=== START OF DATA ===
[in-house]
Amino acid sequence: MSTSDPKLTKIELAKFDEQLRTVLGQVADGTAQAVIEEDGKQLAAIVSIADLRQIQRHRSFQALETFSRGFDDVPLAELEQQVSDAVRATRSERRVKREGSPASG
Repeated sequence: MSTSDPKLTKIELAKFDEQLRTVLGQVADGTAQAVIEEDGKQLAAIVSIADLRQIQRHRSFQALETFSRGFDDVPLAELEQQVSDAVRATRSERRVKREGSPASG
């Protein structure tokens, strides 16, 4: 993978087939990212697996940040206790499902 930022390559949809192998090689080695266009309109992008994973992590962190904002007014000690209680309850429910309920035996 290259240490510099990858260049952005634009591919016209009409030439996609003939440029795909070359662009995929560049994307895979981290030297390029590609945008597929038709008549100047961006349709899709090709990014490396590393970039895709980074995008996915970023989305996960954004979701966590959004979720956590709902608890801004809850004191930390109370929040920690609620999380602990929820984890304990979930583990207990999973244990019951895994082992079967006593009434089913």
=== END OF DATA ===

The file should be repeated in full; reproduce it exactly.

[in-house]
Amino acid sequence: MSTSDPKLTKIELAKFDEQLRTVLGQVADGTAQAVIEEDGKQLAAIVSIADLRQIQRHRSFQALETFSRGFDDVPLAELEQQVSDAVRATRSERRVKREGSPASG
Repeated sequence: MSTSDPKLTKIELAKFDEQLRTVLGQVADGTAQAVIEEDGKQLAAIVSIADLRQIQRHRSFQALETFSRGFDDVPLAELEQQVSDAVRATRSERRVKREGSPASG
């Protein structure tokens, strides 16, 4: 993978087939990212697996940040206790499902 930022390559949809192998090689080695266009309109992008994973992590962190904002007014000690209680309850429910309920035996 290259240490510099990858260049952005634009591919016209009409030439996609003939440029795909070359662009995929560049994307895979981290030297390029590609945008597929038709008549100047961006349709899709090709990014490396590393970039895709980074995008996915970023989305996960954004979701966590959004979720956590709902608890801004809850004191930390109370929040920690609620999380602990929820984890304990979930583990207990999973244990019951895994082992079967006593009434089913």